At Basil Tree, we treat every day like it’s Earth Day.
Throughout April, we at Cambridge Local First focus on the small, the large and the unexpected strategies our business members are using to make their corner of the world a little more eco-friendly. Fortunately for all of us that support local business, the very fact that a business is independent means that it is much more likely to go easy on our environment. Why? Well, it comes down to margins and mojo.
Consider this—national and multinational companies build profit margins by focusing on the big impacts and not sweating the small stuff. A chain store keeps its costs down by ordering the same check-out counters, installing the same shelving units, and using the same suppliers for every location. It’s a very effective use of scale and one that makes a few sacrifices worthwhile. So, if you have to ship a little further to get the supplies or use your materials less efficiently at a location, the savings makes up for the cost. The same rubric holds true for a national tax preparation firm or a hotel chain. No matter how many times a CEO re-draws the corporate operations, waste is baked into big business strategy.
But the waste-making strategies that make financial sense for a national chain are dangerous for an independent business. With no national corporate safety net, your independent shop owner keeps his or her eye on every dollar, every order, and every material that comes through the door. For an independent business owner, waste isn’t just a part of doing business; it’s an expense he or she can’t afford.
But there is an even bigger incentive for an independent business to ease its impact on the environment—let’s call it mojo. All business is subject to the chaos of marketplaces; the strange trends and swings that make today’s ferociously successful business strategy into tomorrow’s dud. But when you don’t have a national brand strategy and a seven-figure revenue stream to back you up, you put extra care into the relationships that sustain you when the unpredictable (predictably) smacks you in the profit margins.
Business mojo is that peculiar magic that comes out of the strong, long-term relationships you create. You nurture mojo by paying a little more to work with the local supplier you can count on. You feed it by passing on the cheaper product that will be next year’s landfill to sell your customers something that will last. You renew it when the neighborhood changes and you change, too, rather than letting those customers jump in their cars to take their custom somewhere else. And you earn your mojo everyday by supporting local initiatives before they become the latest eco-marketing trend. The reliance of local, independent businesses on their communities regularly places them at the forefront of environmental sustainability, even when they don’t make it into news. So, take another look around your local Square, Cambridge. The best in green business is just a pleasant stroll away.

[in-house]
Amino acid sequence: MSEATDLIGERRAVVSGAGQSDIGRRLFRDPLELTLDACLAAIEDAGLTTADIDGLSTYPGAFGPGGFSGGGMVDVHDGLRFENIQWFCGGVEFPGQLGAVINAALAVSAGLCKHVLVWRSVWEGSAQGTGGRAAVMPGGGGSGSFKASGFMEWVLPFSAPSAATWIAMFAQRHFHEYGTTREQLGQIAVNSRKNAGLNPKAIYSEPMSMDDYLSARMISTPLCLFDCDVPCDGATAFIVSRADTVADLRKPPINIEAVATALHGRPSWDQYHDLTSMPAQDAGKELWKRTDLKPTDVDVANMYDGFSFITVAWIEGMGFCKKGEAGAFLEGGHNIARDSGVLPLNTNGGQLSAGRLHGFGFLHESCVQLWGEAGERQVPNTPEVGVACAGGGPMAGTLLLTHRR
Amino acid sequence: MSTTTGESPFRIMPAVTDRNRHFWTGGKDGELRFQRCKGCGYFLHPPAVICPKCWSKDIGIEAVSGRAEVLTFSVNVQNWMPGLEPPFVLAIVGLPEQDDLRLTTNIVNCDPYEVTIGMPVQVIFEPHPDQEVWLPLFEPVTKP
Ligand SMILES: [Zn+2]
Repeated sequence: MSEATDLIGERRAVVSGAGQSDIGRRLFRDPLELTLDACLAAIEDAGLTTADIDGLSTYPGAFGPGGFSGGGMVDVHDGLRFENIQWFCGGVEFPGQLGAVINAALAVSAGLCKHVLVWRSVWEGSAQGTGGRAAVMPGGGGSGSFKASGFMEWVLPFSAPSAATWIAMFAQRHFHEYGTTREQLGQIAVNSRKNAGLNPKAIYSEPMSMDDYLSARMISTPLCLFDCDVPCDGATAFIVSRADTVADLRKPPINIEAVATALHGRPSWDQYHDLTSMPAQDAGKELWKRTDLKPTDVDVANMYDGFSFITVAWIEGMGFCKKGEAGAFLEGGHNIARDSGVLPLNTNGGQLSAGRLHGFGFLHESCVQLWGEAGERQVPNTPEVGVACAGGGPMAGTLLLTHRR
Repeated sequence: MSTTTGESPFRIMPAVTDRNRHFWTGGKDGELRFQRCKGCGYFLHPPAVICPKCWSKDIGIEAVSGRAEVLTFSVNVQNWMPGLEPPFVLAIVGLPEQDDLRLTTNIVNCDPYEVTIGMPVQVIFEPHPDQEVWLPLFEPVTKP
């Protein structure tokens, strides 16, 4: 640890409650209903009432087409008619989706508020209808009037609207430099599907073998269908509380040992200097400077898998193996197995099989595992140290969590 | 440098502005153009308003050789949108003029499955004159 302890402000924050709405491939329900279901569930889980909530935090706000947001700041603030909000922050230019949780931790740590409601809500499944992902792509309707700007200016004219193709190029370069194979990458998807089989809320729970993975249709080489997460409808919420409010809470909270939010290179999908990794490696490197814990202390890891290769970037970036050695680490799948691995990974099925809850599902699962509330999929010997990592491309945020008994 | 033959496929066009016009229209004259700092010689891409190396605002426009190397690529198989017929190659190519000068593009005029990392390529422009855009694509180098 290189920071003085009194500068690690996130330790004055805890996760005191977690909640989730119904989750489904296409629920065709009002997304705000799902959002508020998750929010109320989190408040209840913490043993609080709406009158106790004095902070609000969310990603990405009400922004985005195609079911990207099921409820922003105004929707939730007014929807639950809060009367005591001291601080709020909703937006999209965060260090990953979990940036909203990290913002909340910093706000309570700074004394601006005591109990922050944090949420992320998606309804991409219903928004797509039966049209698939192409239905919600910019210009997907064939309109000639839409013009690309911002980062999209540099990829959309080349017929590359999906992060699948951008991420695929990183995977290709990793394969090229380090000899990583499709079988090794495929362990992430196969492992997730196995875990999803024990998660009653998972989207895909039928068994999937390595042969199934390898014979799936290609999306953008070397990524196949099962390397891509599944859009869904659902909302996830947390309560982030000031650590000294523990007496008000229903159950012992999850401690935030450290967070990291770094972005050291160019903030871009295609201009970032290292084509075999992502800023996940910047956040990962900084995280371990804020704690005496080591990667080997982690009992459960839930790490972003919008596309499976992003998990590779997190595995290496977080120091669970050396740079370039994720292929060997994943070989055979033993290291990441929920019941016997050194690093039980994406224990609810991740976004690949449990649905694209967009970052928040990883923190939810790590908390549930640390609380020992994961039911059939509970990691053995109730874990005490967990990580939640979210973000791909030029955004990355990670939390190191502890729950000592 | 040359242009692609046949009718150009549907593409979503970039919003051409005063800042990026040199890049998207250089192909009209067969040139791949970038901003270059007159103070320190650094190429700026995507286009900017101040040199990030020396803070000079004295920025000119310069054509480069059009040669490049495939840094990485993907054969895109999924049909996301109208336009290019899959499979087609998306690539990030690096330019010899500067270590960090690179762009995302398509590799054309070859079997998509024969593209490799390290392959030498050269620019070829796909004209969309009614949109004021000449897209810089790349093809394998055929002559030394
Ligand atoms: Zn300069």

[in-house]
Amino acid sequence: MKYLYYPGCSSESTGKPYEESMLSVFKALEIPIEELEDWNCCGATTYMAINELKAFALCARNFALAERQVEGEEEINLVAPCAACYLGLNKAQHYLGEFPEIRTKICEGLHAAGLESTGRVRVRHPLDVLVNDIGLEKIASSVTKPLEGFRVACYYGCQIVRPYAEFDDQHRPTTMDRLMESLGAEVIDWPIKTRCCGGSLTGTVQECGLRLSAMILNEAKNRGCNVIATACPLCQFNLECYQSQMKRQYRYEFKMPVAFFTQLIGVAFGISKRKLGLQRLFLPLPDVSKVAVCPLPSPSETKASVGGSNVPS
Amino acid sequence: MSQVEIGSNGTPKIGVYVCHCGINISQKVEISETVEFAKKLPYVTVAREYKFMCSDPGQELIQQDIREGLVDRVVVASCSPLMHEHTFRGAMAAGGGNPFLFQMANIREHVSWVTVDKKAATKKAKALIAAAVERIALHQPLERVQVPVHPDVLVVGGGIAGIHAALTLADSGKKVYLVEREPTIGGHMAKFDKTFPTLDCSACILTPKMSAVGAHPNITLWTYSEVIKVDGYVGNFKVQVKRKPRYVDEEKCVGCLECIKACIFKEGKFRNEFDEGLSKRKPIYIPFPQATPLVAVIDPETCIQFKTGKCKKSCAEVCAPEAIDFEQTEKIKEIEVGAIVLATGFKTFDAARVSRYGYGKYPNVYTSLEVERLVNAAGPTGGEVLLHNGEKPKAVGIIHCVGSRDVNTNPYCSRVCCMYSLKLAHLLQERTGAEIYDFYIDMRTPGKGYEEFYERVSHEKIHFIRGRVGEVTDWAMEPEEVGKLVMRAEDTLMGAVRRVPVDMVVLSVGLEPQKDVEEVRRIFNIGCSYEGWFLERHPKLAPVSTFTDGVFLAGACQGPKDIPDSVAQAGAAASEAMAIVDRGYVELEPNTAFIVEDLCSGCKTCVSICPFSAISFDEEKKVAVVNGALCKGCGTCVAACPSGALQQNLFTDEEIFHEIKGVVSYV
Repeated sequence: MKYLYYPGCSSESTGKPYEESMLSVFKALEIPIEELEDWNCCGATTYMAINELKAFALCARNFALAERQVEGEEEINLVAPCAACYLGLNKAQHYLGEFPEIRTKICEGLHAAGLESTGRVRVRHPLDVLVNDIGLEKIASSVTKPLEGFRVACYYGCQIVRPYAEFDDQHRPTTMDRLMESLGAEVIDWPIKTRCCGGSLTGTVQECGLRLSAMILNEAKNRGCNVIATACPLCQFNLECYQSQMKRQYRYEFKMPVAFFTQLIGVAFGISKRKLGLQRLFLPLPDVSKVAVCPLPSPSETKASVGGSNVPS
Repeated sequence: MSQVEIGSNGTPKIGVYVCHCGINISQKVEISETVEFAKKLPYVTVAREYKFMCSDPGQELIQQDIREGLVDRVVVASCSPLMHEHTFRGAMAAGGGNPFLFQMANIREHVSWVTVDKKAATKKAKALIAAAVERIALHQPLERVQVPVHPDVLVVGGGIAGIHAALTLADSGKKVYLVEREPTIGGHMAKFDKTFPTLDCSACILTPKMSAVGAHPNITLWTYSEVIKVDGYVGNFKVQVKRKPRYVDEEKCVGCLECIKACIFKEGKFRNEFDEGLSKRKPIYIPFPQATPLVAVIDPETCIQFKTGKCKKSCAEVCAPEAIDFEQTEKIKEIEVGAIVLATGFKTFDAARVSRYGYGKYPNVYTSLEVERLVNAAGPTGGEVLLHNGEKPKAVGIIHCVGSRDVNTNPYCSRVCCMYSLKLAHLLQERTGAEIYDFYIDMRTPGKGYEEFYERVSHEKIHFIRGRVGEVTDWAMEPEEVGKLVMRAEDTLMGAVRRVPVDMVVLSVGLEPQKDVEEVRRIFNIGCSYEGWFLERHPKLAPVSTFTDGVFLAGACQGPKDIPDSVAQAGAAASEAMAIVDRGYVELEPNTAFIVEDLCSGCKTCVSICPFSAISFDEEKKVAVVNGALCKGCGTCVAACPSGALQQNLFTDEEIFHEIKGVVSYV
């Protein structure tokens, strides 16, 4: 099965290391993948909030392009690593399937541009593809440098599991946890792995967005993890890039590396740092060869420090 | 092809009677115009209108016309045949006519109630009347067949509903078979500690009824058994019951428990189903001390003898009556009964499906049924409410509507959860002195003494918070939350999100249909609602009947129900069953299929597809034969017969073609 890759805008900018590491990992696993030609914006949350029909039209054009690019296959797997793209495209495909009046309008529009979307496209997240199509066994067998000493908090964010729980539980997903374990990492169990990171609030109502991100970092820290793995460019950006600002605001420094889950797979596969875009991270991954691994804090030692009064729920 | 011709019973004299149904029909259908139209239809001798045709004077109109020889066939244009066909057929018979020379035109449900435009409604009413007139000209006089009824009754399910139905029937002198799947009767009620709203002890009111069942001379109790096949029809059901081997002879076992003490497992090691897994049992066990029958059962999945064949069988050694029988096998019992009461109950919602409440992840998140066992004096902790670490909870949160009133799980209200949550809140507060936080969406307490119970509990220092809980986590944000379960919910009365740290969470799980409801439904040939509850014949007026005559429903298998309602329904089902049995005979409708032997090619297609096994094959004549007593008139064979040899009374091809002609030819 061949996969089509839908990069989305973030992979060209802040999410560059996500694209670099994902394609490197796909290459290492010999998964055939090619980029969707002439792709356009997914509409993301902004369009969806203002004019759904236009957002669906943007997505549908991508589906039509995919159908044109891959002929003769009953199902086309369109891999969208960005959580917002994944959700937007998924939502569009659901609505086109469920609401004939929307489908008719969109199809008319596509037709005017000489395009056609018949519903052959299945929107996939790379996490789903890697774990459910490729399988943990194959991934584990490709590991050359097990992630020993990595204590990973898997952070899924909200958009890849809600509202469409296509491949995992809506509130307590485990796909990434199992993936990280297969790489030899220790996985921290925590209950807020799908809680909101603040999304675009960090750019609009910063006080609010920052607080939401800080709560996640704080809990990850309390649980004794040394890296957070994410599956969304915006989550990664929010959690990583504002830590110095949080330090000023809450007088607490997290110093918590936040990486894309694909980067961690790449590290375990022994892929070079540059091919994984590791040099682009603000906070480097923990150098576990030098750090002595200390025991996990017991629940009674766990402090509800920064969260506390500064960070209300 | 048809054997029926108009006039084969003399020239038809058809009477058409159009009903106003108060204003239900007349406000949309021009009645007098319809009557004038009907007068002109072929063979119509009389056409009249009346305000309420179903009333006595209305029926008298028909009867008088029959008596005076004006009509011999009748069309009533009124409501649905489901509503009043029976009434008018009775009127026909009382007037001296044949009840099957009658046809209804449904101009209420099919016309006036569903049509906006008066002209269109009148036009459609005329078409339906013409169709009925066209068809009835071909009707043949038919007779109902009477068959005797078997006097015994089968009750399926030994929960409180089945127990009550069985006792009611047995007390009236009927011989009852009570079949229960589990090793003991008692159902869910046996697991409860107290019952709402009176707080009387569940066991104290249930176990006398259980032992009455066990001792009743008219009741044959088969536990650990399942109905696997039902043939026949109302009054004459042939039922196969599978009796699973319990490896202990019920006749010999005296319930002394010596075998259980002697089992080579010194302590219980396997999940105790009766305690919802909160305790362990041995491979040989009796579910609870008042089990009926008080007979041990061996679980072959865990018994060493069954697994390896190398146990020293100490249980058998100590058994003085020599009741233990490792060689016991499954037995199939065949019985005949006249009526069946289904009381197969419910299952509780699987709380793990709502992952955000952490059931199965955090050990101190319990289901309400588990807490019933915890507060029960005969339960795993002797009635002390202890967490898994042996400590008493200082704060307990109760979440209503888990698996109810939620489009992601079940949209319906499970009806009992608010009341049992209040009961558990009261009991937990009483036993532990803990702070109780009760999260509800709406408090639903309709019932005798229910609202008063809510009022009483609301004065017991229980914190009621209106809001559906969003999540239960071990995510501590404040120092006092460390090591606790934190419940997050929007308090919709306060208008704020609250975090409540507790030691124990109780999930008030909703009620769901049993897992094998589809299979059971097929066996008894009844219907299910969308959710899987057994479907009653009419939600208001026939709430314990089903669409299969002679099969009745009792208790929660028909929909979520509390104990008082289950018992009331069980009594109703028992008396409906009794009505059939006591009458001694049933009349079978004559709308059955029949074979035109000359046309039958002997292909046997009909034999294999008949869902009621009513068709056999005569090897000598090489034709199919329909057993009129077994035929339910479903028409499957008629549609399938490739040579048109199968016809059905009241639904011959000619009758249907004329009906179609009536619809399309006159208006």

by Amy Witherbee of Revolution Capital, CLF Board Member
Join us April 6, 2017 in Harvard Square for a breakfast seminar with employment law attorney, Amy Carlin, of Morgan, Brown & Joy, LLP.
Small business owners and managers must be knowledgeable about state and federal employment laws that impact their businesses.The goal of this seminar will be to provide a practical overview of those laws through a series of fun hypotheticals, focusing specifically on how to avoid the common mistakes that employers make that could (and do!) negatively impact their growth and success. Topics that will be covered (spoiler alert!) include hiring, performance management, wage and hour issues, firing, and accommodating an employee with a disability.
The seminar runs from 9 AM to 10:30 AM, with Q&A until 11:00. Registration is Free.
Amy Carlin is a partner with the Boston management-side labor and employment law firm, Morgan, Brown & Joy. Amy’s practice includes defending employers and managers in employment cases brought by current and former employees, such as discrimination and retaliation claims, violations of the wages and hour laws, and other claims. Outside of her litigation practice, Amy provides advice on employment issues that managers, human resources professionals and in-house counsel face on a day-to-day basis. She also conducts sexual harassment and discrimination prevention training for employees of the firm’s clients, as well as trainings in the best management practices and other employment topics.